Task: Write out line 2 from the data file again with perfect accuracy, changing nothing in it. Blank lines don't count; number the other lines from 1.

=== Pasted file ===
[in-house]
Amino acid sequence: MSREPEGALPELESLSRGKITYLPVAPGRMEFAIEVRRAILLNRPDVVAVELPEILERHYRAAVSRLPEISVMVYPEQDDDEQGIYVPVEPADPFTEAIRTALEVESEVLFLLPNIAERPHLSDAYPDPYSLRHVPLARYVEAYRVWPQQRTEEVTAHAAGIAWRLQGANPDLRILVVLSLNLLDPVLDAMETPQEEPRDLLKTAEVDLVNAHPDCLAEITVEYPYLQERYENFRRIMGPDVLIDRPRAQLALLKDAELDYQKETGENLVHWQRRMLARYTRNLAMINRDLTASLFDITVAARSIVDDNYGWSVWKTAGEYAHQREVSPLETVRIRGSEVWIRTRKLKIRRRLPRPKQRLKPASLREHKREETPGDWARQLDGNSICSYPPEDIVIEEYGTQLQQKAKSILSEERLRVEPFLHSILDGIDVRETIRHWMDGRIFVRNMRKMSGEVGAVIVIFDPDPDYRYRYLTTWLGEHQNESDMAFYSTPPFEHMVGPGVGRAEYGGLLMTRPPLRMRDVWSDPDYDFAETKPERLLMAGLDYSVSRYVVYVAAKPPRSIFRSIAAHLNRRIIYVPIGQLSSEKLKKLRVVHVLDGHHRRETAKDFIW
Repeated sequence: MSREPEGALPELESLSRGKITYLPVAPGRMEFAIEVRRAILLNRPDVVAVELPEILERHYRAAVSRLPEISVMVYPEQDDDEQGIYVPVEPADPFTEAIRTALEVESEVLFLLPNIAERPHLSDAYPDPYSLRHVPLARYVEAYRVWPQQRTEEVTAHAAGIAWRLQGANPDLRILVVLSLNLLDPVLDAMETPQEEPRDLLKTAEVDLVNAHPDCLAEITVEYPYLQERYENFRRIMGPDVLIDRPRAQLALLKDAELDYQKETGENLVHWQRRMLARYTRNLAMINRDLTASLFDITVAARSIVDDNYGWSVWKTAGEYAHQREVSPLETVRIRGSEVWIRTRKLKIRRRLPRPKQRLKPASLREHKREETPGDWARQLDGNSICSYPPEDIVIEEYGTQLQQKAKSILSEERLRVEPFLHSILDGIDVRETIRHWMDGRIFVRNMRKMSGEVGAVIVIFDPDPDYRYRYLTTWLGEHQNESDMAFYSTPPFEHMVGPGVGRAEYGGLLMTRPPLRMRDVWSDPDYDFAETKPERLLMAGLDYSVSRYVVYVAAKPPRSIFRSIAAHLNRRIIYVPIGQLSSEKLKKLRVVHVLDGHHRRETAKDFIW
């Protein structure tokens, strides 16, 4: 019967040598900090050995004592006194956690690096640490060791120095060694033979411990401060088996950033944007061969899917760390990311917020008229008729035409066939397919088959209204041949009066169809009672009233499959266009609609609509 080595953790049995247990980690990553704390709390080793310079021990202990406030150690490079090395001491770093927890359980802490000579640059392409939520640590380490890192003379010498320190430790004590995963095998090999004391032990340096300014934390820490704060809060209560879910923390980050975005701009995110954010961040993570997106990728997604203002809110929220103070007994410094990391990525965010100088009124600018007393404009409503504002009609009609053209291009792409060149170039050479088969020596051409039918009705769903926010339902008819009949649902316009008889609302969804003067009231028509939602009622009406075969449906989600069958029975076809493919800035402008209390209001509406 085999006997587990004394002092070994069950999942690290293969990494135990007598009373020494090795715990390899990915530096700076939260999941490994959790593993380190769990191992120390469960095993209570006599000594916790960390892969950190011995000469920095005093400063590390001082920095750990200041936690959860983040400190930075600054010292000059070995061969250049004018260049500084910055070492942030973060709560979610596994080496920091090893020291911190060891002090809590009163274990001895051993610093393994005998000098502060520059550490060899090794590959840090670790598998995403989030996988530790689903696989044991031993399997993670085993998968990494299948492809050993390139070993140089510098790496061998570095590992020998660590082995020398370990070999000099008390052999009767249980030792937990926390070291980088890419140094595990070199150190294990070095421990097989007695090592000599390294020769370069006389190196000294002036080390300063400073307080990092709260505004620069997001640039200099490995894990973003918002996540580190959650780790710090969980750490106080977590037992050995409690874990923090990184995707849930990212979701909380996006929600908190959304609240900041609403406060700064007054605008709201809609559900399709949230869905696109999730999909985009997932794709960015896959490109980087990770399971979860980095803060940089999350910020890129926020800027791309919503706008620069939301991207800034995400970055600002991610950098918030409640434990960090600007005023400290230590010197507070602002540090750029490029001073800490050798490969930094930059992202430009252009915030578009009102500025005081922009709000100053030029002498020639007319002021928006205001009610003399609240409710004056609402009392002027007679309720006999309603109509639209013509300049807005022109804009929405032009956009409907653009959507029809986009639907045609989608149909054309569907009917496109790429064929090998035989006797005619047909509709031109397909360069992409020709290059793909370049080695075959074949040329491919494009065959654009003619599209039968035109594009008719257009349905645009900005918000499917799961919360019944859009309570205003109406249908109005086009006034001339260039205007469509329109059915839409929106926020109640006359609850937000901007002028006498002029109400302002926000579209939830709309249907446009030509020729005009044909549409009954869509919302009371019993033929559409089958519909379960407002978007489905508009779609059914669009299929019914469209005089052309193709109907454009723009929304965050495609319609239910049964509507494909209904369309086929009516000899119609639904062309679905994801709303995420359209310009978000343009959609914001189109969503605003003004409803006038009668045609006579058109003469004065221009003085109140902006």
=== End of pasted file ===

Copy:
Amino acid sequence: MSREPEGALPELESLSRGKITYLPVAPGRMEFAIEVRRAILLNRPDVVAVELPEILERHYRAAVSRLPEISVMVYPEQDDDEQGIYVPVEPADPFTEAIRTALEVESEVLFLLPNIAERPHLSDAYPDPYSLRHVPLARYVEAYRVWPQQRTEEVTAHAAGIAWRLQGANPDLRILVVLSLNLLDPVLDAMETPQEEPRDLLKTAEVDLVNAHPDCLAEITVEYPYLQERYENFRRIMGPDVLIDRPRAQLALLKDAELDYQKETGENLVHWQRRMLARYTRNLAMINRDLTASLFDITVAARSIVDDNYGWSVWKTAGEYAHQREVSPLETVRIRGSEVWIRTRKLKIRRRLPRPKQRLKPASLREHKREETPGDWARQLDGNSICSYPPEDIVIEEYGTQLQQKAKSILSEERLRVEPFLHSILDGIDVRETIRHWMDGRIFVRNMRKMSGEVGAVIVIFDPDPDYRYRYLTTWLGEHQNESDMAFYSTPPFEHMVGPGVGRAEYGGLLMTRPPLRMRDVWSDPDYDFAETKPERLLMAGLDYSVSRYVVYVAAKPPRSIFRSIAAHLNRRIIYVPIGQLSSEKLKKLRVVHVLDGHHRRETAKDFIW